A week of heavy leading had passed since ihe evening he first met Ruth Morse, and still he didn’t rfare fn go nnd we her Tie was afraid of making mistakes in speech and manners. Martin tried to read books that required years of preparatory work. One day he read a book on philosophy, and the next day a book on art. He read poetry, he read books by Karl Marx. He did not understand what he was reading but he wanted to know. He had become interested in economy, industry and politics. He sat up in bed and tried to read, but the dictionary was in front of him more often than the book. He looked up so many new words that when he saw them again, he had forgotten their meaning and had to look them up again. He decided to write the words down in a notebook, and filled page after page with them. And still he could not understand what he was reading. Poetry was not so difficult. He loved poetry and beauty, and there he found beauty, as he found it in music.
At last Martin Eden had enough courage to go and see Ruth. She met him at the door herself and took him into the living -room. They talked first of the books he had borrowed from her, then of poets. He told her of his plans to educate himself.
. “You should go back and finish grammar school, and then go through the high school and university,” Ruth said. “But that takes money,” he said.
“Oh!” she cried. “I had not thought of that but then you have relatives, somebody who could help you?” He shook his head. “My father and mother are dead. I’ve got two sisters and some brothers, but they never helped anybody. The oldest died in India. Two are in South Africa now, and another is on fishing-boat at sea. One is travelling with a circus. And I think I am just like them. I’ve taken care of myself since I was eleven-that’s when my mother died. I think I must study myself, and what I want to know is where to begin.” “I should say the first thing of all would be to get a grammar. Your grammar is not particularly good.” He got red. “I know I talk a lot of slang. I know words picked them up from books, but i cannot say them correctly, so I didn’t use them.”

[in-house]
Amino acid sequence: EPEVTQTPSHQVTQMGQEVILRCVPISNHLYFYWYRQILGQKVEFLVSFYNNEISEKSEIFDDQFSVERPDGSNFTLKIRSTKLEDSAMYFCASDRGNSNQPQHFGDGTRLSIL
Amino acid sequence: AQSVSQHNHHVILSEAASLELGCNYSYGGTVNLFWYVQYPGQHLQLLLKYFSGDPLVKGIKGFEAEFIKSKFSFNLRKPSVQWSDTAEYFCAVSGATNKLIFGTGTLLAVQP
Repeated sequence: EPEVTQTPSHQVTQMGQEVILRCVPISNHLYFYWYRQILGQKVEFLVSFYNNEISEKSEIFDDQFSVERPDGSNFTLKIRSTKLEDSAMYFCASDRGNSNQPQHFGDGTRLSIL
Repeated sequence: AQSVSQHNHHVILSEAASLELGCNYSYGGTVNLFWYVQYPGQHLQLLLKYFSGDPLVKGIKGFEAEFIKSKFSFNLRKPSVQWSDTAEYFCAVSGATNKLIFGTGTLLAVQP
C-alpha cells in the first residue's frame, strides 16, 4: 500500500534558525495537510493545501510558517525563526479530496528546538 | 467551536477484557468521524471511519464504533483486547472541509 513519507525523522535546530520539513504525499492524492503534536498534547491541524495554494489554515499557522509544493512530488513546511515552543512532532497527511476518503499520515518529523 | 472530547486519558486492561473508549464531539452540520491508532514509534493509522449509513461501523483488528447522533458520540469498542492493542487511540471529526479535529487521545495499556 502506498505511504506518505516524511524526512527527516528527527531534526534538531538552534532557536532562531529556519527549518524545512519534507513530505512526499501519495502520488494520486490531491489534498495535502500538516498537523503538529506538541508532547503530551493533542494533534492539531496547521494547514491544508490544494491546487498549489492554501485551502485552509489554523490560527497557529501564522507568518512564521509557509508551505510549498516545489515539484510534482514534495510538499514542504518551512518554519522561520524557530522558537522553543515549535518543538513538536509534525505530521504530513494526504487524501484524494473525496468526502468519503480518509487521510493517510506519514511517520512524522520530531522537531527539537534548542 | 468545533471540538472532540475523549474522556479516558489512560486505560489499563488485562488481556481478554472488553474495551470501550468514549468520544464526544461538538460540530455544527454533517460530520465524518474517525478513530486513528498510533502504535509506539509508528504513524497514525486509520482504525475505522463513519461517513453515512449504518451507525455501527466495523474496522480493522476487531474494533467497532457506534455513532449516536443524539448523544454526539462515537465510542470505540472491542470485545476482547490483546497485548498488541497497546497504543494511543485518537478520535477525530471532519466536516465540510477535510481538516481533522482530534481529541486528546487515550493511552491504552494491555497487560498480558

“It isn’t what you say, so much as how you say it. You don’t mind my saying that, do you? I don’t want to hurt you”.
“No, no,” he cried. “Tell me everything. I must know, and I had better hear it from you than from anybody else.” “Well, then, you say “You was”; it must be “You were”. You say “I seen” for “I saw”. “That is clear”, said Martin. “I never thought of it before.”
“You’ll find it all in the grammar,” she said and went to the bookcase. She took one of the books from the shelf and gave it to Martin.
Several weeks went by, during which Martin Eden studied his grammar and read books. During those weeks he saw Ruth five or six times and each time he learned something. She helped him with his English, corrected his pronunciation and taught him arithmetic.